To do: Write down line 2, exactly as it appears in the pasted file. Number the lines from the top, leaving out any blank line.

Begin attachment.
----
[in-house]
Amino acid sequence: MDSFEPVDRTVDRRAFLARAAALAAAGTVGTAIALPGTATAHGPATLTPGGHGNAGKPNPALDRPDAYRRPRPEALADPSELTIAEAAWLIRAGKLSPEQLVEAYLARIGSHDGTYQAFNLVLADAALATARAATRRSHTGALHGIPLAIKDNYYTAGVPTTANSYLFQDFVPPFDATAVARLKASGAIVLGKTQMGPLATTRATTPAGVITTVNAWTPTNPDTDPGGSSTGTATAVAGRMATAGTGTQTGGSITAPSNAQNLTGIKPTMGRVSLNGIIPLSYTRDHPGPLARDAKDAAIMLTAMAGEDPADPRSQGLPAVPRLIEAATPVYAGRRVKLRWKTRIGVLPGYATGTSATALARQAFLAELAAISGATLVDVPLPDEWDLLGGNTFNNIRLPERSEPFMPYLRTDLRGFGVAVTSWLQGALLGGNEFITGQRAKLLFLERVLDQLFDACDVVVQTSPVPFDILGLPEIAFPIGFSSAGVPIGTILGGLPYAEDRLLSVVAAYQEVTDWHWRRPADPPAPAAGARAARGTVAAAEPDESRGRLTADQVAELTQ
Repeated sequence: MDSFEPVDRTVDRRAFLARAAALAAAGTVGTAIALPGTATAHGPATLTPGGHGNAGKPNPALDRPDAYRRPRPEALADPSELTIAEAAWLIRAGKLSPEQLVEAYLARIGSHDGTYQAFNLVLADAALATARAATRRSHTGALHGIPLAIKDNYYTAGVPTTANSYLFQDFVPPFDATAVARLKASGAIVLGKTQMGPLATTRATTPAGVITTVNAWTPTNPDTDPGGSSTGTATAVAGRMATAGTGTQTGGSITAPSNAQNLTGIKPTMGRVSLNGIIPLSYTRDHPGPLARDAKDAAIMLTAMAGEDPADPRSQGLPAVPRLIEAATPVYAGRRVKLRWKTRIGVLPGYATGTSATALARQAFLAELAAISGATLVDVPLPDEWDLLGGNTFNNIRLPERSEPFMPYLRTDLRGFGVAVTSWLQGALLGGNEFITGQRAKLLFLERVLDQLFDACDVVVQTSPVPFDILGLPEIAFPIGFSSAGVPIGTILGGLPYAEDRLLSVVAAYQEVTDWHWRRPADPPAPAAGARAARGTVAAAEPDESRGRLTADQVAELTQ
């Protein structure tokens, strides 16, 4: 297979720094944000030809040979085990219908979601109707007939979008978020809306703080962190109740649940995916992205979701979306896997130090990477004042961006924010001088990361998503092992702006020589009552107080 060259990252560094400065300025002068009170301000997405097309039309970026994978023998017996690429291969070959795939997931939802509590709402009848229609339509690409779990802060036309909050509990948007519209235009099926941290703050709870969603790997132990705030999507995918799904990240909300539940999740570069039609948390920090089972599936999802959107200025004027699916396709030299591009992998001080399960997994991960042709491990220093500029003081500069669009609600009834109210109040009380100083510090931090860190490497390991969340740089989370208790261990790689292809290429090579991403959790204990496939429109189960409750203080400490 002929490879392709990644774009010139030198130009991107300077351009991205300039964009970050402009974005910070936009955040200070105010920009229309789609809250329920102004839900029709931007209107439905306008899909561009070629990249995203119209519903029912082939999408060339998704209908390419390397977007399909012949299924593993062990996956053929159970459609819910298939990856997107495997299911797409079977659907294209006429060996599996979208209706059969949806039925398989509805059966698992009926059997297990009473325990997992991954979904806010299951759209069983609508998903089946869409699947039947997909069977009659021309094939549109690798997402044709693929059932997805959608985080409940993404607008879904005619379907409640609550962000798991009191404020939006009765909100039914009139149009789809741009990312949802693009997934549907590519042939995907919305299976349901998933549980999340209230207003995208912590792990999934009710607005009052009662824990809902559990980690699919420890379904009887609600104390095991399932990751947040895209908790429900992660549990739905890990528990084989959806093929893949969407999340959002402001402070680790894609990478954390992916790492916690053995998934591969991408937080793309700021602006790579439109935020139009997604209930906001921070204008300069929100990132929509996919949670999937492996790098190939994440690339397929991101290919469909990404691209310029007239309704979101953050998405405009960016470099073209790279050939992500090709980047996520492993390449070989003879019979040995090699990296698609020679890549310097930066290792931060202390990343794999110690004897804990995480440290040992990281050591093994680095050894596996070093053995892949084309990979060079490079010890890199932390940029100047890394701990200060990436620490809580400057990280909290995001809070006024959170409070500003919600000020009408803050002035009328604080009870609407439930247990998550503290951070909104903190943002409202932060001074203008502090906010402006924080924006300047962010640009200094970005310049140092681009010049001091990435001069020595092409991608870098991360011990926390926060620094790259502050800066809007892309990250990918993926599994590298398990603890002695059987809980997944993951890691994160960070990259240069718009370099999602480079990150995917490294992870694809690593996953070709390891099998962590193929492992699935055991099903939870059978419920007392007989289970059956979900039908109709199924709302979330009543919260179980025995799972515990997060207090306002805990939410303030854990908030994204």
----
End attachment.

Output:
Amino acid sequence: MDSFEPVDRTVDRRAFLARAAALAAAGTVGTAIALPGTATAHGPATLTPGGHGNAGKPNPALDRPDAYRRPRPEALADPSELTIAEAAWLIRAGKLSPEQLVEAYLARIGSHDGTYQAFNLVLADAALATARAATRRSHTGALHGIPLAIKDNYYTAGVPTTANSYLFQDFVPPFDATAVARLKASGAIVLGKTQMGPLATTRATTPAGVITTVNAWTPTNPDTDPGGSSTGTATAVAGRMATAGTGTQTGGSITAPSNAQNLTGIKPTMGRVSLNGIIPLSYTRDHPGPLARDAKDAAIMLTAMAGEDPADPRSQGLPAVPRLIEAATPVYAGRRVKLRWKTRIGVLPGYATGTSATALARQAFLAELAAISGATLVDVPLPDEWDLLGGNTFNNIRLPERSEPFMPYLRTDLRGFGVAVTSWLQGALLGGNEFITGQRAKLLFLERVLDQLFDACDVVVQTSPVPFDILGLPEIAFPIGFSSAGVPIGTILGGLPYAEDRLLSVVAAYQEVTDWHWRRPADPPAPAAGARAARGTVAAAEPDESRGRLTADQVAELTQ